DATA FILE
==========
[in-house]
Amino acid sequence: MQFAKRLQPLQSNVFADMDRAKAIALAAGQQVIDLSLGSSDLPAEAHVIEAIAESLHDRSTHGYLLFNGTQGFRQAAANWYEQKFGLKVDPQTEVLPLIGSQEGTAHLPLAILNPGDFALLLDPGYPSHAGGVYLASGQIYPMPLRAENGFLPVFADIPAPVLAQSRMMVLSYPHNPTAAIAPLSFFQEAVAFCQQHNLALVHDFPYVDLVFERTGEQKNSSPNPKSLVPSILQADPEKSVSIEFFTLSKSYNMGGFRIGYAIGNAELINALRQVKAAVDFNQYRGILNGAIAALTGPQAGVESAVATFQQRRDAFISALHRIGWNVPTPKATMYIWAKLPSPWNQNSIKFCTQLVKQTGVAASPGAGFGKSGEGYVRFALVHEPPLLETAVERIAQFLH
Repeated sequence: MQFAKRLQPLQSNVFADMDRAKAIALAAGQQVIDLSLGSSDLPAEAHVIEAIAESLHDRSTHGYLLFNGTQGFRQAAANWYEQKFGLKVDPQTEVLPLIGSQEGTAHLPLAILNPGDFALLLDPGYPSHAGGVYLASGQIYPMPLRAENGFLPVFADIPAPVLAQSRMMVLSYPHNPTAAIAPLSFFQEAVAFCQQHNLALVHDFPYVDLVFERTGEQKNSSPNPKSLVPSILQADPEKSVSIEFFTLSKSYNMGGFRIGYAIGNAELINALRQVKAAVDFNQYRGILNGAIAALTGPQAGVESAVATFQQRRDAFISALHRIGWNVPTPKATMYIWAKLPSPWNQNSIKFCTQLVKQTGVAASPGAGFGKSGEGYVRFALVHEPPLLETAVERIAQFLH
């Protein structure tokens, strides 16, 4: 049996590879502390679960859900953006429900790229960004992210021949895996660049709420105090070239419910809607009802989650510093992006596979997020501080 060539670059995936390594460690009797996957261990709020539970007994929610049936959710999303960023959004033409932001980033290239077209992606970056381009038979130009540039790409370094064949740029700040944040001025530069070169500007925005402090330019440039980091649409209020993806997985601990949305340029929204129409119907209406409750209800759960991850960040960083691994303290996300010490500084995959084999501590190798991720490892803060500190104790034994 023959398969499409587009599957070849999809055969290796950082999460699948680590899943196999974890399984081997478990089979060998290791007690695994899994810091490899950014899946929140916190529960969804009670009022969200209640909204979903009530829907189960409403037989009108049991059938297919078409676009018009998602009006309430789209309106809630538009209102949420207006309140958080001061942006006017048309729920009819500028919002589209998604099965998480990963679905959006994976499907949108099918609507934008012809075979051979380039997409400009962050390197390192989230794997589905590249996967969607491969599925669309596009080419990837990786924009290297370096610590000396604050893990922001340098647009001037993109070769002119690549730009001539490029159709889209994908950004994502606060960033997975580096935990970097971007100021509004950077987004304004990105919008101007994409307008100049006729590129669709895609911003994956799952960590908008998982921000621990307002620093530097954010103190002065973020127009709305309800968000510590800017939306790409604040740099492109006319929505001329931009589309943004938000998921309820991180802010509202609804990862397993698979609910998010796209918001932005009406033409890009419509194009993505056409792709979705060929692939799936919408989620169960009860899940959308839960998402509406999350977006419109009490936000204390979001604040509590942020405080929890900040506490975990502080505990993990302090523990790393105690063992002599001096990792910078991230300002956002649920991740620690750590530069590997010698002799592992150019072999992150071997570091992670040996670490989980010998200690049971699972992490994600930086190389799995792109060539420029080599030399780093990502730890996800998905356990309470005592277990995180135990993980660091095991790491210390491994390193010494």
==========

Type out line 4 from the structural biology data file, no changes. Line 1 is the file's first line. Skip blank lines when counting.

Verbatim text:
């Protein structure tokens, strides 16, 4: 049996590879502390679960859900953006429900790229960004992210021949895996660049709420105090070239419910809607009802989650510093992006596979997020501080 060539670059995936390594460690009797996957261990709020539970007994929610049936959710999303960023959004033409932001980033290239077209992606970056381009038979130009540039790409370094064949740029700040944040001025530069070169500007925005402090330019440039980091649409209020993806997985601990949305340029929204129409119907209406409750209800759960991850960040960083691994303290996300010490500084995959084999501590190798991720490892803060500190104790034994 023959398969499409587009599957070849999809055969290796950082999460699948680590899943196999974890399984081997478990089979060998290791007690695994899994810091490899950014899946929140916190529960969804009670009022969200209640909204979903009530829907189960409403037989009108049991059938297919078409676009018009998602009006309430789209309106809630538009209102949420207006309140958080001061942006006017048309729920009819500028919002589209998604099965998480990963679905959006994976499907949108099918609507934008012809075979051979380039997409400009962050390197390192989230794997589905590249996967969607491969599925669309596009080419990837990786924009290297370096610590000396604050893990922001340098647009001037993109070769002119690549730009001539490029159709889209994908950004994502606060960033997975580096935990970097971007100021509004950077987004304004990105919008101007994409307008100049006729590129669709895609911003994956799952960590908008998982921000621990307002620093530097954010103190002065973020127009709305309800968000510590800017939306790409604040740099492109006319929505001329931009589309943004938000998921309820991180802010509202609804990862397993698979609910998010796209918001932005009406033409890009419509194009993505056409792709979705060929692939799936919408989620169960009860899940959308839960998402509406999350977006419109009490936000204390979001604040509590942020405080929890900040506490975990502080505990993990302090523990790393105690063992002599001096990792910078991230300002956002649920991740620690750590530069590997010698002799592992150019072999992150071997570091992670040996670490989980010998200690049971699972992490994600930086190389799995792109060539420029080599030399780093990502730890996800998905356990309470005592277990995180135990993980660091095991790491210390491994390193010494």